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The Redskins have spent a ton of draft resources on quarterbacks

The Redskins have spent a ton of draft resources on quarterbacks

If one of the reasons you don’t want the Redskins to draft Marcus Mariota if he’s there when they are on the clock is that they keep on spending their limited resources on quarterbacks, well, you may be onto something.

The outstanding website Football Perspective took a look and said that only four teams have expended more draft value chart points (by their calculation, using the Approximate Value metric) on quarterbacks. The Lions have spent the most, 78.4 draft value points, followed by the Jaguars, Raiders, Falcons, and Redskins, who have spent 69.4 draft value points on quarterbacks since 2000. In return, Washington has obtained Todd Husak, Sage Rosenfels, Patrick Ramsey, Gibran Hamdan, Jason Campbell, Jordan Palmer, Colt Brennan, Kirk Cousins, and Robert Griffin III.

But this method of calculating substantially understates how much Washington has spent on quarterbacks. It doesn’t count trades and the Redskins have racked up quite a bill in draft pick trades for quarterbacks.

The FP study, for example, accounts only for the No. 2 overall pick in the draft (30.2 value points) the Redskins used for Griffin. But in reality, Griffin cost four picks. Washington spent the 6th and 39th picks in 2012, the 22nd pick in 2013, and the 2nd pick in 2014 for the one pick to take Griffin. Looking at Football Perspective’s chart, that is a total of 79.6 draft value points alone to get Griffin, more than the Lions have spent for their five QB’s.

As they say, wait, there’s more. Jason Campbell was selected with the 25th pick in 2005. To get that pick, the Redskins traded their third-round pick that year (76th) and their first (22nd) and fourth (119th) in 2006. So instead of costing 13.9 draft value points (the value of the 25th pick), he actually cost them 26.1.

To complete the picture here we need to look at one more trade, the one that brought Donovan McNabb to Washington. He came to the Redskins in exchange for the 37th and 104th picks in the 2010 draft. Those picks total 16.6 value points.

So to recalculate what the Redskins have spent, start with the 69.4 points FP originally figured out, subtract out the points originally added in for Griffin and Campbell, add in the real costs of drafting those two quarterbacks and add in the cost of the McNabb trade. It comes to 147.6 points. That’s about equal to four No. 1 overall picks plus a mid-second rounder.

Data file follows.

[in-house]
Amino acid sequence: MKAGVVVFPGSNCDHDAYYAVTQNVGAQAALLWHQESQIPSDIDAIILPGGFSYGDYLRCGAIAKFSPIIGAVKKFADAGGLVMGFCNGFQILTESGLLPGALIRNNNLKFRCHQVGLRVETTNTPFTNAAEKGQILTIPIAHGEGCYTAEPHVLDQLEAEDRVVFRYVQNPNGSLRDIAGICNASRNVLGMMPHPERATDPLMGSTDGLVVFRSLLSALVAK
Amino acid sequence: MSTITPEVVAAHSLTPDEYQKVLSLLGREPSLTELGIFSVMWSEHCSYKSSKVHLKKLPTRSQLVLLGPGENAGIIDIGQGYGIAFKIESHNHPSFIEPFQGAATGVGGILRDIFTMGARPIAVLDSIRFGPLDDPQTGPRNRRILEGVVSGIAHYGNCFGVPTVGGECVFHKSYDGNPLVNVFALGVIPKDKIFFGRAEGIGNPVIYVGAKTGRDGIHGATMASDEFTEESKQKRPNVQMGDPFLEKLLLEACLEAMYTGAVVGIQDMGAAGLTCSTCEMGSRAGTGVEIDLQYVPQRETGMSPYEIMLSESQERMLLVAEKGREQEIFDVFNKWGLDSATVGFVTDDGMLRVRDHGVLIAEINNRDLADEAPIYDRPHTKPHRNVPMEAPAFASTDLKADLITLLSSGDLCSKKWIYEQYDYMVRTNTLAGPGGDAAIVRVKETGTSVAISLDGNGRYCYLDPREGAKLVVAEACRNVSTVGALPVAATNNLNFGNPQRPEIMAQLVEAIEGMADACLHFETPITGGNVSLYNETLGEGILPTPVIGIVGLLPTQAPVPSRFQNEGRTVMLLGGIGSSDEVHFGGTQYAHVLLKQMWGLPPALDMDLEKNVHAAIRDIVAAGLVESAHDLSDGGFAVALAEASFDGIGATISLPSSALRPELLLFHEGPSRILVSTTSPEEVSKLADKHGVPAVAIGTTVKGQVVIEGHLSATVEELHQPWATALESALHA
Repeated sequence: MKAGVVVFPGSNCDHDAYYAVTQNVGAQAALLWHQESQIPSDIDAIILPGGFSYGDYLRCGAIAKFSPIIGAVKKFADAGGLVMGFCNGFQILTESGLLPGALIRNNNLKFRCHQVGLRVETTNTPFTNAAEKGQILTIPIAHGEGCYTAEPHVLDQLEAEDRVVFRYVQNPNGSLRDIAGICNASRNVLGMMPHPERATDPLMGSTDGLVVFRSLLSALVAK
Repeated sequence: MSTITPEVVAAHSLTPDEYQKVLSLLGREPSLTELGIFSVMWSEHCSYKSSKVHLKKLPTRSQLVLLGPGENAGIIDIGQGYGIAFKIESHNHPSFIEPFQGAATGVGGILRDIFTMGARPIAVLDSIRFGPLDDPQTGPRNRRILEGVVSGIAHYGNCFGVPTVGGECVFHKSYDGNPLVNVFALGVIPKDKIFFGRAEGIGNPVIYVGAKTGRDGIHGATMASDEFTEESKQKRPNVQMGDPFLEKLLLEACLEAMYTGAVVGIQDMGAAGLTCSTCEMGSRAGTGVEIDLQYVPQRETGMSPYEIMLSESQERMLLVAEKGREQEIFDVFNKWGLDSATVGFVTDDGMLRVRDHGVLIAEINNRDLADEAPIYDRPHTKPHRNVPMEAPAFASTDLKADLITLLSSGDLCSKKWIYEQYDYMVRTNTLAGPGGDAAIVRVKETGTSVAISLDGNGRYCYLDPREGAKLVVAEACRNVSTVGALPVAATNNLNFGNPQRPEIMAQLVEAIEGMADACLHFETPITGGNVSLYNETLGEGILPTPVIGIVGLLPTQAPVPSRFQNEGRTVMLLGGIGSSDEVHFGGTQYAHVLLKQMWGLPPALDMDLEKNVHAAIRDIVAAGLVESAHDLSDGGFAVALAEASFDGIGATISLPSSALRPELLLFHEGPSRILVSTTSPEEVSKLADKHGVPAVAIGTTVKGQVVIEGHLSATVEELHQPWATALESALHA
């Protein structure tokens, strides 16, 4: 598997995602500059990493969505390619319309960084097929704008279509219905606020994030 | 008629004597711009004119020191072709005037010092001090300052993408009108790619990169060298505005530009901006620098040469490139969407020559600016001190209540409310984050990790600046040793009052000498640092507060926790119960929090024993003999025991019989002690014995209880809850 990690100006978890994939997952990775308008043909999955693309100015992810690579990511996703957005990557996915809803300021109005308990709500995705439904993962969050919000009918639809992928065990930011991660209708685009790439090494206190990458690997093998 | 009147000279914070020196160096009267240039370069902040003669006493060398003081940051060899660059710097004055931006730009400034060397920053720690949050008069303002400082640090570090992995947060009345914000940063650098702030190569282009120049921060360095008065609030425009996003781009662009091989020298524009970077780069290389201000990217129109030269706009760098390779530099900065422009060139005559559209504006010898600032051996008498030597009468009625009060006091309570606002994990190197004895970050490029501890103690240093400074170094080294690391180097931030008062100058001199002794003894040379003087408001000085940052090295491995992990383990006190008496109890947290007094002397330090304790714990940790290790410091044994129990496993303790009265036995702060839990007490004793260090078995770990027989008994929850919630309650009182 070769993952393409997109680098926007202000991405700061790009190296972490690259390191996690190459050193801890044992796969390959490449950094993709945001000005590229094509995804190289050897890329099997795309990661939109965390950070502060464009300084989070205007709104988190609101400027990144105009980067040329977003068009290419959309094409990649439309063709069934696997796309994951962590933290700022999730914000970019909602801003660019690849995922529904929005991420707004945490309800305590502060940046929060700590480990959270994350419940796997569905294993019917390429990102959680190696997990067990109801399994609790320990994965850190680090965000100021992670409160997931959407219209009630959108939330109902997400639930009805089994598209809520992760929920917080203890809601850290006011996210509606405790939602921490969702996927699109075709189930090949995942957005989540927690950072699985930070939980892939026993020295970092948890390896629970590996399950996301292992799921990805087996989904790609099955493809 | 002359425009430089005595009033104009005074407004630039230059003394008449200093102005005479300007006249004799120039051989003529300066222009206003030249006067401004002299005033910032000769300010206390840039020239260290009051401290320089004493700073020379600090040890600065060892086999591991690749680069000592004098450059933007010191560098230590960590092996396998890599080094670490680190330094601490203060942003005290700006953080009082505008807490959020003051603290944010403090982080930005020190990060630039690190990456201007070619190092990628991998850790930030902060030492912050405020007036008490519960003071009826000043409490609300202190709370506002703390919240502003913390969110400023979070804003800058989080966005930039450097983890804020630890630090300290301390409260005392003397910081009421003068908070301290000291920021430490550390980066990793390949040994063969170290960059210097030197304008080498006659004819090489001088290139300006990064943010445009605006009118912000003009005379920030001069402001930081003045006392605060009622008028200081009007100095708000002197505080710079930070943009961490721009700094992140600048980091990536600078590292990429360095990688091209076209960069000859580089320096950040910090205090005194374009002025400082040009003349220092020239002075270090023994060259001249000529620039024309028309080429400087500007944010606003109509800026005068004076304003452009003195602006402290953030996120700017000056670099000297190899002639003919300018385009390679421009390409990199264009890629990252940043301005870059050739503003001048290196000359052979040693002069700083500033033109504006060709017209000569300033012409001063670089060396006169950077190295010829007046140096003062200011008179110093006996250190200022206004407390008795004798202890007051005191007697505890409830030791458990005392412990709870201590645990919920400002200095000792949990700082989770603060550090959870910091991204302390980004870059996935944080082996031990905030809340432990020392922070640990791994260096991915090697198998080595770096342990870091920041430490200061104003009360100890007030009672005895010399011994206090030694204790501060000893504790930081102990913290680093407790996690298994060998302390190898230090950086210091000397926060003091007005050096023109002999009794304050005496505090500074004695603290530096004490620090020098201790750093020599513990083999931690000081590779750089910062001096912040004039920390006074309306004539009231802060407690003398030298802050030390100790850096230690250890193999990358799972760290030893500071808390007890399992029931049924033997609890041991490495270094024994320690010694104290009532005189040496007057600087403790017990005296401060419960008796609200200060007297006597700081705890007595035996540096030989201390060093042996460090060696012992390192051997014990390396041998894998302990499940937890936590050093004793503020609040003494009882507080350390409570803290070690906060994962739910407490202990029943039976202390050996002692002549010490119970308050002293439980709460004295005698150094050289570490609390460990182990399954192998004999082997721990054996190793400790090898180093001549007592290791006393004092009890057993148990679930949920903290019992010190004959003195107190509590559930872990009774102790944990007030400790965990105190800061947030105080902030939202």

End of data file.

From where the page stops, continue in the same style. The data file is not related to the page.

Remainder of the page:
(Update: I forgot in include the 2004 3rd-round pick that was dealt to the Jaguars for Mark Brunell. Add 7.4 points for the 72nd overall pick.)

Without researching and recalculating what quarterback related trades the other 31 teams have made, we can’t be certain that the Redskins have spent more on quarterbacks than any other team. But it seems very safe to say that that they have expended a lot and have received very little in return.

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Josh Norman didn't stand a chance defending Kyle O’Quinn on this dunk

Josh Norman didn't stand a chance defending Kyle O’Quinn on this dunk

Josh Norman is a man of many talents — at least on the football field, and in the friendliest possible way, he was reminded of that this weekend during a charity basketball game.

Opposite of the defensive nightmare Norman can be for receivers, the New York Knicks' Kyle O’Quinn had a little fun with the Redskins cornerback and the 10-inch height difference they share during the during Bam Bam’s Spring Jam at the Ted Constant Convocation Center in Norfolk, Virginia.

O'Quinn got the ball and went up for a particularly easy dunk as Norman jumped and tried to swat the ball away but his effort was futile. 

While this was all in good fun, Norman should probably stick to football. 

Former Virginia Tech defenseive back and current Seattle Seahawk Kam Chancellor's foundation is behind the charity game, which also included Redskins' Lynden Trail, Marshawn Lynch, Michael Bennett and Antoine Bethea.  

Related: Kirk Cousins got some tips from an 85-year-old woman

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Memorial Day Reflection: Kirk Cousins appreciates the cost of freedom

Memorial Day Reflection: Kirk Cousins appreciates the cost of freedom

On Memorial Day, people all over the United States stop to reflect on the freedoms provided for by the military. Redskins quarterback Kirk Cousins is no different.

"So grateful for living in this country and understanding that that came at a price and I just want to say thank you," Cousins said.

Speaking after an OTA session last week with military members in attendance, Cousins explained that he appreciates the added sense of history and obligation that comes from living in and around D.C.

"It’s a good reminder why it’s such a benefit to play here in Washington. It just feels like it’s that much more real with Andrews Air Force Base here and so many soldiers here. There’s something special about playing for the city of Washington, D.C. and driving 30 minutes into the city and going by the White House and the Pentagon and the monuments."

The Redskins hosted military members from multiple branches at their OTAs, and afterward, Cousins and a number of other players signed autographs. 

"You say ‘Man, I want to give these soldiers, these fans something to cheer about and make them excited and bring this city together.' Hopefully winning football games can do that. What a great thing. That’s the vision we’re chasing," the Redskins passer said. "Hopefully we can get it done this season."

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